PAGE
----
According to a fifth aspect of an embodiment of the present invention, there is provided a retrieval program for causing a computer to retrieve information from a set of documents using one retrieval word or more, the program including: a category dictionary for storing category information containing morphemes included in the documents in a hierarchical structure; a morpheme-ID array produced by converting the set of documents into a set of fixed-length IDs in accordance with the morphemes while maintaining order information of the morphemes; and a retrieval part for retrieving a morpheme ID from the morpheme-ID array, wherein the retrieval part outputs parts of documents including the retrieval word and a morpheme co-occurring with the retrieval word and having category information matching retrieval-category information.

According to a sixth aspect of an embodiment of the present invention, there is provided a computer-readable recording medium storing the program described above.

BRIEF DESCRIPTION OF THE DRAWINGS

FIG. 1 is a conceptual diagram schematically illustrating an overall configuration of a retrieval system;

FIG. 2 is a conceptual diagram illustrating an example of a data structure of a known-word dictionary;

FIG. 3 is a conceptual diagram illustrating an example of a data structure of a category-attribute dictionary;

FIG. 4 is a conceptual diagram illustrating an example of a data structure of an unknown-word dictionary;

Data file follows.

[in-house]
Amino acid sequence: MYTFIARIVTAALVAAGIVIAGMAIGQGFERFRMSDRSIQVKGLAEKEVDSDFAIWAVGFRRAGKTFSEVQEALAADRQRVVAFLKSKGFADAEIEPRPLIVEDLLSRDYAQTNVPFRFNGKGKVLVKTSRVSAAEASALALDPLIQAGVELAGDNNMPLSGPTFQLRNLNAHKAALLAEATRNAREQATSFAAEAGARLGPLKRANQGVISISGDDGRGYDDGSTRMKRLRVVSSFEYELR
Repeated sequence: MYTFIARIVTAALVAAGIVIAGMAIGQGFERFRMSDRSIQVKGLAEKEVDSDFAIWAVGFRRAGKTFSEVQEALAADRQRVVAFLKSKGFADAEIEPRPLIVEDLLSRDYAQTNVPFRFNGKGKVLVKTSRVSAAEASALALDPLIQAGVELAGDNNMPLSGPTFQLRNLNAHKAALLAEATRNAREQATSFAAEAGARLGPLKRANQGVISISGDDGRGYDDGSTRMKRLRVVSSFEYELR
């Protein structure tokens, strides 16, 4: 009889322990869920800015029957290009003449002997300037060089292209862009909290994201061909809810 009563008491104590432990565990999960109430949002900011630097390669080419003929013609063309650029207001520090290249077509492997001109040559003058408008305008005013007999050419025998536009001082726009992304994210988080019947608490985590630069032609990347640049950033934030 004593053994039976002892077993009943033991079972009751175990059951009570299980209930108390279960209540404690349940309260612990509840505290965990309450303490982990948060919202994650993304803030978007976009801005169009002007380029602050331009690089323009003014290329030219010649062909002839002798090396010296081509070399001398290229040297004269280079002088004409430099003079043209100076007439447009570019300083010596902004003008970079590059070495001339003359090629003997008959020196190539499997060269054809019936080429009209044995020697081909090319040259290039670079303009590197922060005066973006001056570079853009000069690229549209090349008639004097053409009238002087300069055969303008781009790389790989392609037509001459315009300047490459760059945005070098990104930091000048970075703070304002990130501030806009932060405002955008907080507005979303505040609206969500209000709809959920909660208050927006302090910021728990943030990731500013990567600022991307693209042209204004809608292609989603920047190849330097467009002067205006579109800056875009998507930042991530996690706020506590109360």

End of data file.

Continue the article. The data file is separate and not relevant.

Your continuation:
FIG. 5A is a conceptual diagram illustrating an example of the format of a known-word fixed length ID;

FIG. 5B is a conceptual diagram illustrating an example of the format of an unknown-word fixed length ID;

FIG. 6 is a general flowchart illustrating the processing in a conversion-to-morpheme-ID part;

FIG. 7 is a general flowchart illustrating the processing in a corpus/index generation part;

FIG. 8 is a flowchart illustrating a retrieval-selection process;

FIG. 9 is an example of a client screen for related-term retrieval;

FIG. 10 is another example of a client screen for related-term retrieval;

FIG. 11 is still another example of a client screen for related-term retrieval;

FIG. 12 is a general flowchart illustrating an overall related-term retrieval process;

FIG. 13 is a flowchart illustrating a sub-process in the related-term retrieval process;

FIG. 14 is a flowchart illustrating another sub-process in the related-term retrieval process;

FIG. 15 is a flowchart illustrating still another sub-process in the related-term retrieval process;

FIG. 16 is an example of a client screen for related-category retrieval;

FIG. 17 is a general flowchart illustrating an overall related-category retrieval process;

FIG. 18 is a flowchart illustrating a sub-process in the related-category retrieval process;

FIG. 19 is a flowchart illustrating another sub-process in the related-category retrieval process;

FIG. 20 is a general flowchart illustrating an overall context-retrieval process; and

FIG. 21 is a flowchart illustrating a sub-process in the context-retrieval process.

DESCRIPTION OF THE PREFERRED EMBODIMENTS